We shall discuss the problem as it relates to our specific case.

What does "as" in this sentence mean? I searched a dictionary and found two alternative definitions. one is in the way in which; the other is the reason for doing something, “because” in short.

Usually, I can distinguish these two definitions, but in this case, I'm inclined to understand it with the meaning of because, like, the reason why we discuss the problem is because it concerns itself with our specific case, which makes perfect sense to me. However, the answer shows that the former definition is the right one, but why?

  • I'd say it's ambiguous between the two meanings you suggest. To emphasise reason, you could set off the as expression with punctuation such as a comma.
    – BillJ
    Commented May 23, 2022 at 10:44
  • What "answer" are you referring to in your last sentence?
    – BillJ
    Commented May 23, 2022 at 11:33
  • @BillJ the answer is just a translation of my own language, I found it was different from what I expected. Commented May 23, 2022 at 11:45
  • 1
    The answer is wrong, As I said, it's ambiguous between a comparative PP and a reason adjunct, though a comma after "problem" would help disambiguate. Btw, "ambiguous" means there is more than one answer. You'll just have to accept that.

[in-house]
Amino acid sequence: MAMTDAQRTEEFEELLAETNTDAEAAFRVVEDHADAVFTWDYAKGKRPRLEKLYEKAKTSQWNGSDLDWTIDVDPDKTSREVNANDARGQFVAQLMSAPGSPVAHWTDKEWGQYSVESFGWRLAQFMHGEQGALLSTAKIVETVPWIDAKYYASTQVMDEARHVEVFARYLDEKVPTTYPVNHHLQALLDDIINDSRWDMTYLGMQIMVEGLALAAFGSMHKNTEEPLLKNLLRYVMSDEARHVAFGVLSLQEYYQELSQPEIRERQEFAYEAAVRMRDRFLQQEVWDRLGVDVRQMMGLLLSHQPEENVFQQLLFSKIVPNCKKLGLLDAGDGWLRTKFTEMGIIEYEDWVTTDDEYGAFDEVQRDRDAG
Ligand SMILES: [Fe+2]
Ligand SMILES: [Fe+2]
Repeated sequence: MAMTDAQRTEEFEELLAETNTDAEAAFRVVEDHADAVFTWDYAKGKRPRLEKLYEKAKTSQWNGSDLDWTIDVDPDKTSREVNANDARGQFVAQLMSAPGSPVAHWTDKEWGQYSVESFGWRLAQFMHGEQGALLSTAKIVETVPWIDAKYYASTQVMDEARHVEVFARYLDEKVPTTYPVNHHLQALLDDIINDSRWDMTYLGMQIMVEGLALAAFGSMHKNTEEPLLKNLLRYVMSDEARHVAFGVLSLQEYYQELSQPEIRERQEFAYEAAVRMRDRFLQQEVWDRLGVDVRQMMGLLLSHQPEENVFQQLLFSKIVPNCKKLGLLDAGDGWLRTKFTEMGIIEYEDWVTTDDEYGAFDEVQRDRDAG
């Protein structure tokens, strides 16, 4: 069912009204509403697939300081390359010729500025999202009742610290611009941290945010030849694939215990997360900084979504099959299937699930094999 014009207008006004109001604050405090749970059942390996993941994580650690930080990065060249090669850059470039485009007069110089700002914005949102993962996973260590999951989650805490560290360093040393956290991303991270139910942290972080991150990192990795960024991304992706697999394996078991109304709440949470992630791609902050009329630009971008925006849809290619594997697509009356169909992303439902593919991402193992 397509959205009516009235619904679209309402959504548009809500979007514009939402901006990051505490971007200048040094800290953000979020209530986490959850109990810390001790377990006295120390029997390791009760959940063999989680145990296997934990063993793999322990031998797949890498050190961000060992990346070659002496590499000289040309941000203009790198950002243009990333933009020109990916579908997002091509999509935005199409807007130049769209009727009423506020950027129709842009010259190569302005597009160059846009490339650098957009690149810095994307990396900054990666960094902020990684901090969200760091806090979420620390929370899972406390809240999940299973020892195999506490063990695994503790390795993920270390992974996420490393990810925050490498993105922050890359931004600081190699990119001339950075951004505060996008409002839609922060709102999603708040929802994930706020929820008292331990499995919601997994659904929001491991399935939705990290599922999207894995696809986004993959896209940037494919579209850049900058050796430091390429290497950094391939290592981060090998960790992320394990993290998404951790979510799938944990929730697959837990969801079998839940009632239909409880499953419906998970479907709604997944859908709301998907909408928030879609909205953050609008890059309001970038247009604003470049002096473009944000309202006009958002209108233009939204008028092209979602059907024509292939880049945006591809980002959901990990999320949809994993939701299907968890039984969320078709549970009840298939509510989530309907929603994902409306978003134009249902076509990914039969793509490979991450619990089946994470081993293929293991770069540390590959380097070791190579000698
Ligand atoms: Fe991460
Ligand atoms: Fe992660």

– BillJ
    Commented May 23, 2022 at 13:30
  • 1
    @wonderfulwonder "Out of" means "originating from". You could use it like "I washed the dishes out of a sense of responsibility", but it doesn't mean "because" in general. The best way to say what you wanted would just be "So it's idiomatic, right?"
    – stangdon
    Commented May 25, 2022 at 13:04

1 Answer 1


Can you provide more context for the sentence?

The first meaning of as is the most likely. This would make the sentence mean "We shall discuss those aspects of the problem that relate to our specific case".

It would be possible to understand as as meaning because, but the sentence would have to be

We shall discuss the problem, as it relates to our specific case.

-- meaning that we would not have discussed it otherwise.

  • Sorry, there is no context to it. So, regardless of the second meaning, what makes you think that the first one is the most likely? Are there some sort of mindsets or grammatical rules helping me understand this sentence in the way that "as" is used in the first meaning? Commented May 23, 2022 at 11:28
  • You mention an answer, so there must be some context! As Bill J. says, and as I showed in my example, a comma would make the 'because' meaning certain. Commented May 23, 2022 at 12:11

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